Middle Georgia hospitals use latest technology to better treat, diagnose patients

This CT machine is used for low dose lung screening at Houston Medical Center in Warner Robins.
This CT machine is used for low dose lung screening at Houston Medical Center in Warner Robins. Special to The Telegraph

Thanks to innovative doctors and other healthcare professionals in local hospitals, Middle Georgians have plenty of options for the early detection of many diseases, which is often the key to survival.

At the Medical Center, Navicent Health (MCNH), Dr. Joel Judah, gastroenterologist/advanced endoscopist with Navicent Health Physician Group, pioneered a new procedure to evaluate a pancreas cyst for potential cancer using the WATS3D Biopsy brush platform.

Judah had been using WATS3D with success in diagnosing Barrett’s Esophagus, a precancerous change in the lining of the esophagus, and decided to use the same approach on a pancreas cyst, he said in an email.

According to a news release, “The WATS3D platform provides computer-assisted three-dimensional analysis of tissue, allowing physicians at MCNH to better evaluate for the presence of pre-cancerous or cancerous cells. A brush gently removes cells that could potentially lead to cancer, and the brush containing the cells is then sent for laboratory analysis.”

The first physician in the US to use the procedure, Judah felt that the brushing technique “would give access to a greater surface area” of a pancreas cyst, thus increasing the odds of finding and diagnosing cancer.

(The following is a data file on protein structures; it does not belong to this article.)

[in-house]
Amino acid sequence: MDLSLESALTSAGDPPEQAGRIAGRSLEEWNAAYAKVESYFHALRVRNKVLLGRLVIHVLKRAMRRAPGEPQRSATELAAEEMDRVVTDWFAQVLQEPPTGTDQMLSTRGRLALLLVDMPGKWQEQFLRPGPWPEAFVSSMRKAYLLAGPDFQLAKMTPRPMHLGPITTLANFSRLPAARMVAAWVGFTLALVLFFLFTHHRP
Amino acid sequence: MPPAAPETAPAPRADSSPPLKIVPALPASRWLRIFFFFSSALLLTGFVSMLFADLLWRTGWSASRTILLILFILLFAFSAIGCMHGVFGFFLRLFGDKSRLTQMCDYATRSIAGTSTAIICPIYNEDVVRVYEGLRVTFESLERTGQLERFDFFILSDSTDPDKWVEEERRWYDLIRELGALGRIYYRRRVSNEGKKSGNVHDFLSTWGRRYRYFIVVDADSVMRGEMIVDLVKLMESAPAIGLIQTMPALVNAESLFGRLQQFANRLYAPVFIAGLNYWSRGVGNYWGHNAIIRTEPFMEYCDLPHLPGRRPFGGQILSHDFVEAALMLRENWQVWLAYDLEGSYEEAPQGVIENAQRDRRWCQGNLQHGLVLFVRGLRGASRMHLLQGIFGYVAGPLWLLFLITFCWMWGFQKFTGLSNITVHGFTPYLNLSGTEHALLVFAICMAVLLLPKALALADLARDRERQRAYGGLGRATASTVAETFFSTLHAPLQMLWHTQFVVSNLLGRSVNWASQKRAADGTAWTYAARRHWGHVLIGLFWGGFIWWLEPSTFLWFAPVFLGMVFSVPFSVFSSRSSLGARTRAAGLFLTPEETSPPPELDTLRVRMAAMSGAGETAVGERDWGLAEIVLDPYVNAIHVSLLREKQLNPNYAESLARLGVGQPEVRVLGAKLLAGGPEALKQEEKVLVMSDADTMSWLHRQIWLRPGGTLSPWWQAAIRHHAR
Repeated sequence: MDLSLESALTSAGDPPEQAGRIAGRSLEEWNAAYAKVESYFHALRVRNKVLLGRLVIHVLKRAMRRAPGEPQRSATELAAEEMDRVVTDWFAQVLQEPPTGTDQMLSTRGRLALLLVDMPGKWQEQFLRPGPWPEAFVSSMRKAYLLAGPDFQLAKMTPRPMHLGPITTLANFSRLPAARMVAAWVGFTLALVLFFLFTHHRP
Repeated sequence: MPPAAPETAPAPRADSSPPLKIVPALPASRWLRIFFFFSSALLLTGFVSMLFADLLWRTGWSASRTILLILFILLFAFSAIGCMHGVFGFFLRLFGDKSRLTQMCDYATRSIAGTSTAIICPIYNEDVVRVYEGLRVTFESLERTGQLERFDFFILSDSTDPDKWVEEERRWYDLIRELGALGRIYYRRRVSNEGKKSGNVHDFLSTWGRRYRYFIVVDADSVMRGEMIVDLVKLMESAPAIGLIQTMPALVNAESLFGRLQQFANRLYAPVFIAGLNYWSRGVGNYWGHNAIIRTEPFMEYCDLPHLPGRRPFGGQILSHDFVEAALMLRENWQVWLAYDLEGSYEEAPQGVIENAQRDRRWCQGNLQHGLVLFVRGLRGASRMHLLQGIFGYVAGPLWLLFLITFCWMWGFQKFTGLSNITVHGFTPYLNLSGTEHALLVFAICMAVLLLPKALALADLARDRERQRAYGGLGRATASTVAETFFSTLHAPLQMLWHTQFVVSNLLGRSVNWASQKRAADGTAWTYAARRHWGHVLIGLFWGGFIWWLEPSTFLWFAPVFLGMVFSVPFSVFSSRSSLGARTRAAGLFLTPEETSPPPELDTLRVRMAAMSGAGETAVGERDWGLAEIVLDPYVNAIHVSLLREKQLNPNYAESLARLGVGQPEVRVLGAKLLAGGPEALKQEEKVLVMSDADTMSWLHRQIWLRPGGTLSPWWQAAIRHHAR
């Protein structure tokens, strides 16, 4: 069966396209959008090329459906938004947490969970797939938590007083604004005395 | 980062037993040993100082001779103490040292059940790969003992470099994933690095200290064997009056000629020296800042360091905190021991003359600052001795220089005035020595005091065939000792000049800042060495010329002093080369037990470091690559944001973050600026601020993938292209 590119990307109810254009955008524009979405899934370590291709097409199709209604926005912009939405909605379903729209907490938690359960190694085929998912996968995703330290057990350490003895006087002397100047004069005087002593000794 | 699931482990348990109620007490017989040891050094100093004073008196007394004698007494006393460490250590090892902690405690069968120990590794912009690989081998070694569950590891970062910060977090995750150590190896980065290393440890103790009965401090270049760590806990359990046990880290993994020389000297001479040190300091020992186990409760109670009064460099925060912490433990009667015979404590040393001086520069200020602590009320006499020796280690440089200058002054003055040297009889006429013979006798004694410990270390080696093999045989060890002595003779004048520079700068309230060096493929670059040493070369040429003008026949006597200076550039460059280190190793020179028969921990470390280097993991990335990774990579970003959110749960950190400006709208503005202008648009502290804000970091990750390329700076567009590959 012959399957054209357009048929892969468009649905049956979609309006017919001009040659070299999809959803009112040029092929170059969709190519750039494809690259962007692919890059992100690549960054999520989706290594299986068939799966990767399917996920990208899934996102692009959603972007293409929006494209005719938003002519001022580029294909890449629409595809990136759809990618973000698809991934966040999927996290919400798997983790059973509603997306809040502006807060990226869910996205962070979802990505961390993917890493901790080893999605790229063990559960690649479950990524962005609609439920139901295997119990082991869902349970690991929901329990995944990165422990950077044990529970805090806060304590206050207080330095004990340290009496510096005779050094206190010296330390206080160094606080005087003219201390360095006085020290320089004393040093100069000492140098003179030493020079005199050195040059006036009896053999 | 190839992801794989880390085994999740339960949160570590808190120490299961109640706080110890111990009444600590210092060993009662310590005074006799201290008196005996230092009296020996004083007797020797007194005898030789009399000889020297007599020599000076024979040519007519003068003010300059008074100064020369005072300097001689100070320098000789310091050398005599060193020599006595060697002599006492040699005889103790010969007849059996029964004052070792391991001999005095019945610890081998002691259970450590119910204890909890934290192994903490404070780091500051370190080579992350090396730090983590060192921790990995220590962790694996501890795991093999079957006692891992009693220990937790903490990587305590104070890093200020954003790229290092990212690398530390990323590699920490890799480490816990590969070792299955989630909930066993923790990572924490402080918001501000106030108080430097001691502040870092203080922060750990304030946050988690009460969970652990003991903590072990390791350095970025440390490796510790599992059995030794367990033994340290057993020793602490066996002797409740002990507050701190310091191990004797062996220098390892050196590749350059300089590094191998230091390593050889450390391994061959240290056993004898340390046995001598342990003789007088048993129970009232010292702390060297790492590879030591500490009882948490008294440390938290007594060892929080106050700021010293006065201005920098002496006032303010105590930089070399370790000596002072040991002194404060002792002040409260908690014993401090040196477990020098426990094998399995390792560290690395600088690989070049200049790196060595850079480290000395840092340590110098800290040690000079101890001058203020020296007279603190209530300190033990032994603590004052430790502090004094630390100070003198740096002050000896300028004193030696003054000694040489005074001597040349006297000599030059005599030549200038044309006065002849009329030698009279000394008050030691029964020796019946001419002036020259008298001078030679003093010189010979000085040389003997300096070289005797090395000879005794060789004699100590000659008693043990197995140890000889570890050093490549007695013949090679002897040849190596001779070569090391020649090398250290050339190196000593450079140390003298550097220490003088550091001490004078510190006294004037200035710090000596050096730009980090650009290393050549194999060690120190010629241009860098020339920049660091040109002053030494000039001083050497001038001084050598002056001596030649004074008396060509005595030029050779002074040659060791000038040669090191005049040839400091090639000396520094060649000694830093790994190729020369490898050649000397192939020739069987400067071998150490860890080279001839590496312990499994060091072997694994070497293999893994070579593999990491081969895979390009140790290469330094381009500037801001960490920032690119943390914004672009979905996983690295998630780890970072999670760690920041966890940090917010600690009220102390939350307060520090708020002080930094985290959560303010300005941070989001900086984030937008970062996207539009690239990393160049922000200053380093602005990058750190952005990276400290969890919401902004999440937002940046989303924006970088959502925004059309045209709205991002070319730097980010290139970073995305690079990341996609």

“Pancreas cancer is so deadly that it must be found early in order to allow a chance of cure. If I can increase the odds of early detection of even small microscopic foci of cancer in a cyst, then we have done the patient a real service. We can literally change their situation from one of dealing with a terminal cancer to one where they have a totally curable cancer,” he said.

In addition to WATS3D, doctors at MCNH are now using CellVizio, which “allows the physician to instantly view internal tissues at the microscopic level” in standard endoscopies, thereby finding cellular abnormalities in the lining of the gastrointestinal tract, according to the release.

CellVizio is also being used at Coliseum Northside Hospital, part of Coliseum Health System, vice president of marketing Robin Parker said.

“It helps identify pre-cancerous and cancerous cells in patients with GERD (gastroesophageal reflux disease), or acid reflux. Acid reflux can cause Barrett’s Esophagus, which can lead to cancer,” she said, adding that acid reflux is also now being treated at the hospital with Transoral Incisionless Fundoplication, or TIF, an incisionless surgical procedure that corrects the root cause of acid reflux, which is an anatomic defect.